Wabash National Corp. has announced plans to locate a new semi trailer manufacturing facility in Franklin that is expected to create up to 460 new full-time jobs within two years.
The Indiana-based company plans to build a 300,000-square-foot plant on 60 acres in the Sanders Interstate Park. Total project costs are estimated to be approximately $26 million.
Established in 1985 and headquartered in Lafayette, Ind., Wabash National specializes in the design and production of dry freight vans, refrigerated vans, flatbed trailers, drop deck trailers and intermodal equipment. The company has approximately 4,000 employees throughout the United States and Canada and reported net sales of $1.1 billion for 2007. Its core products are sold under the DuraPlate, ArcticLite and Eagle brand names. The new Kentucky plant will produce DuraPlate and FreightPro dry van trailers.
The company also operates two wholly-owned subsidiaries: Transcraft® Corp., a manufacturer of flatbed and drop deck trailers, and Wabash National Trailer Centers, trailer service centers and retail distributors of new and used trailers and aftermarket parts. One of Transcraft’s two manufacturing facilities is located in Mt. Sterling, Ky.
Wabash National President and CEO Dick Giromini said the new Franklin plant “is a key building block of our long-term, strategic growth plan.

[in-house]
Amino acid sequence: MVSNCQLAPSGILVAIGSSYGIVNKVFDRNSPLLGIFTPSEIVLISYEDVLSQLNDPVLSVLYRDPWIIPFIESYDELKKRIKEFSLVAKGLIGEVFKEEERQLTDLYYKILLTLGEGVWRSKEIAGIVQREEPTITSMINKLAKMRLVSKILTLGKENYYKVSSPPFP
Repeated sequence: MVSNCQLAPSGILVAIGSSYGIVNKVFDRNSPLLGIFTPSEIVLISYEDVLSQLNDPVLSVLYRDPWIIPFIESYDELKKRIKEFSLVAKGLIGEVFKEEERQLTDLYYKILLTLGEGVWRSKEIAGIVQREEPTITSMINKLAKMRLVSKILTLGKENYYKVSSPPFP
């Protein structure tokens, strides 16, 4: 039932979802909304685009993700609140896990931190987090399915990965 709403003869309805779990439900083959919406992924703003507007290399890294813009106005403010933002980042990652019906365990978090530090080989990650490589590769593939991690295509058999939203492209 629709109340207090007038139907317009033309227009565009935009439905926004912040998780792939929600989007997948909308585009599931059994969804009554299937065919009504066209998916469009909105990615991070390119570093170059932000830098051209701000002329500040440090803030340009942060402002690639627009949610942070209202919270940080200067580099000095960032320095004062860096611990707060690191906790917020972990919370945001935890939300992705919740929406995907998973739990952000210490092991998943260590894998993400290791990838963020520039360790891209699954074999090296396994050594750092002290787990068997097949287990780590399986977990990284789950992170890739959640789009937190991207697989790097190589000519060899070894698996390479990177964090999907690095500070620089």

“Our goal,” said Giromini, “is to create a business and manufacturing process that is more efficient, less complex and better suited to generate long-term shareholder value.”
The Kentucky Economic Development Finance Authority has granted preliminary approval for Wabash National Corp. to receive tax benefits up to $4 million under the Kentucky Industrial Development Act, an incentive program designed to attract and expand manufacturing employment in the state.
Simpson County Judge-Executive Jim Henderson credited the newly opened Franklin Technical College with helping boost the community’s business profile.
“The new technical college was an important feature that made our site competitive against dozens of other sites throughout the Southeast,” Henderson said.